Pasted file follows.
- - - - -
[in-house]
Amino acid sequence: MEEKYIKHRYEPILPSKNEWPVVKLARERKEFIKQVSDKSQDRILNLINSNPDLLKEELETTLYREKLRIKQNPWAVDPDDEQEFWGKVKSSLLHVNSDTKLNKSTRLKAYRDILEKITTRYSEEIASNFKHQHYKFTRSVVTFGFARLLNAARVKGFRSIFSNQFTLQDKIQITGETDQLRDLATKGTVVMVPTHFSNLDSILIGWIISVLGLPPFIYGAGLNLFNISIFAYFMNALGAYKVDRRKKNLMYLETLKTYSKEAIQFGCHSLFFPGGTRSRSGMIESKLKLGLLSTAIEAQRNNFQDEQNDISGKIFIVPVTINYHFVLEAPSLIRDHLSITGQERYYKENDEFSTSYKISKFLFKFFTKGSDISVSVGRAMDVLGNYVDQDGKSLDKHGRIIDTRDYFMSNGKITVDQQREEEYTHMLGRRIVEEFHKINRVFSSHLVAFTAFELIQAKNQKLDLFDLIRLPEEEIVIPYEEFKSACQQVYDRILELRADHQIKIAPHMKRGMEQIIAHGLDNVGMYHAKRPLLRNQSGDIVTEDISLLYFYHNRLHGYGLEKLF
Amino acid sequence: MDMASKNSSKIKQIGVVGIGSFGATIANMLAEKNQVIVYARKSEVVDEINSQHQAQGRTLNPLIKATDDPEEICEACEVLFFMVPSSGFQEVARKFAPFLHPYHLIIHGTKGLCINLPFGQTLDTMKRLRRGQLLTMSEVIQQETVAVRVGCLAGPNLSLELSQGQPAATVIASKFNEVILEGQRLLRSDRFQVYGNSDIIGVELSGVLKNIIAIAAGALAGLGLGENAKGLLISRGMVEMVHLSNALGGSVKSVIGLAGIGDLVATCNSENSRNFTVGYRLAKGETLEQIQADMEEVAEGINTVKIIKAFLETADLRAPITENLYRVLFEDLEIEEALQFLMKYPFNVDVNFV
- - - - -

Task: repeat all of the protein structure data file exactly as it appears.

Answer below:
[in-house]
Amino acid sequence: MEEKYIKHRYEPILPSKNEWPVVKLARERKEFIKQVSDKSQDRILNLINSNPDLLKEELETTLYREKLRIKQNPWAVDPDDEQEFWGKVKSSLLHVNSDTKLNKSTRLKAYRDILEKITTRYSEEIASNFKHQHYKFTRSVVTFGFARLLNAARVKGFRSIFSNQFTLQDKIQITGETDQLRDLATKGTVVMVPTHFSNLDSILIGWIISVLGLPPFIYGAGLNLFNISIFAYFMNALGAYKVDRRKKNLMYLETLKTYSKEAIQFGCHSLFFPGGTRSRSGMIESKLKLGLLSTAIEAQRNNFQDEQNDISGKIFIVPVTINYHFVLEAPSLIRDHLSITGQERYYKENDEFSTSYKISKFLFKFFTKGSDISVSVGRAMDVLGNYVDQDGKSLDKHGRIIDTRDYFMSNGKITVDQQREEEYTHMLGRRIVEEFHKINRVFSSHLVAFTAFELIQAKNQKLDLFDLIRLPEEEIVIPYEEFKSACQQVYDRILELRADHQIKIAPHMKRGMEQIIAHGLDNVGMYHAKRPLLRNQSGDIVTEDISLLYFYHNRLHGYGLEKLF
Amino acid sequence: MDMASKNSSKIKQIGVVGIGSFGATIANMLAEKNQVIVYARKSEVVDEINSQHQAQGRTLNPLIKATDDPEEICEACEVLFFMVPSSGFQEVARKFAPFLHPYHLIIHGTKGLCINLPFGQTLDTMKRLRRGQLLTMSEVIQQETVAVRVGCLAGPNLSLELSQGQPAATVIASKFNEVILEGQRLLRSDRFQVYGNSDIIGVELSGVLKNIIAIAAGALAGLGLGENAKGLLISRGMVEMVHLSNALGGSVKSVIGLAGIGDLVATCNSENSRNFTVGYRLAKGETLEQIQADMEEVAEGINTVKIIKAFLETADLRAPITENLYRVLFEDLEIEEALQFLMKYPFNVDVNFV